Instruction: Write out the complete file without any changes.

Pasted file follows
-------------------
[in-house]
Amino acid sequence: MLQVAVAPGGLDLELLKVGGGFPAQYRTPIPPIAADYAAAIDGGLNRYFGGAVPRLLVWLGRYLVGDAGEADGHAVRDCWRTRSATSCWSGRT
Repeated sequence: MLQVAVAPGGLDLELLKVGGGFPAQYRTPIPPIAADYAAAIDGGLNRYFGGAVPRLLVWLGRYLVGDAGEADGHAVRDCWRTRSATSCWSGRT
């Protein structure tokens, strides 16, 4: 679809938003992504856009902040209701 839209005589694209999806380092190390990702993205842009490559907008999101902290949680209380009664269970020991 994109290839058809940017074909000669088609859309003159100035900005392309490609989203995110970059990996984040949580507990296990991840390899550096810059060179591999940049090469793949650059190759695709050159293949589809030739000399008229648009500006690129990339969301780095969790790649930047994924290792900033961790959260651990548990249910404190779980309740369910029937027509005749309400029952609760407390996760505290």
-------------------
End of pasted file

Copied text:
[in-house]
Amino acid sequence: MLQVAVAPGGLDLELLKVGGGFPAQYRTPIPPIAADYAAAIDGGLNRYFGGAVPRLLVWLGRYLVGDAGEADGHAVRDCWRTRSATSCWSGRT
Repeated sequence: MLQVAVAPGGLDLELLKVGGGFPAQYRTPIPPIAADYAAAIDGGLNRYFGGAVPRLLVWLGRYLVGDAGEADGHAVRDCWRTRSATSCWSGRT
């Protein structure tokens, strides 16, 4: 679809938003992504856009902040209701 839209005589694209999806380092190390990702993205842009490559907008999101902290949680209380009664269970020991 994109290839058809940017074909000669088609859309003159100035900005392309490609989203995110970059990996984040949580507990296990991840390899550096810059060179591999940049090469793949650059190759695709050159293949589809030739000399008229648009500006690129990339969301780095969790790649930047994924290792900033961790959260651990548990249910404190779980309740369910029937027509005749309400029952609760407390996760505290």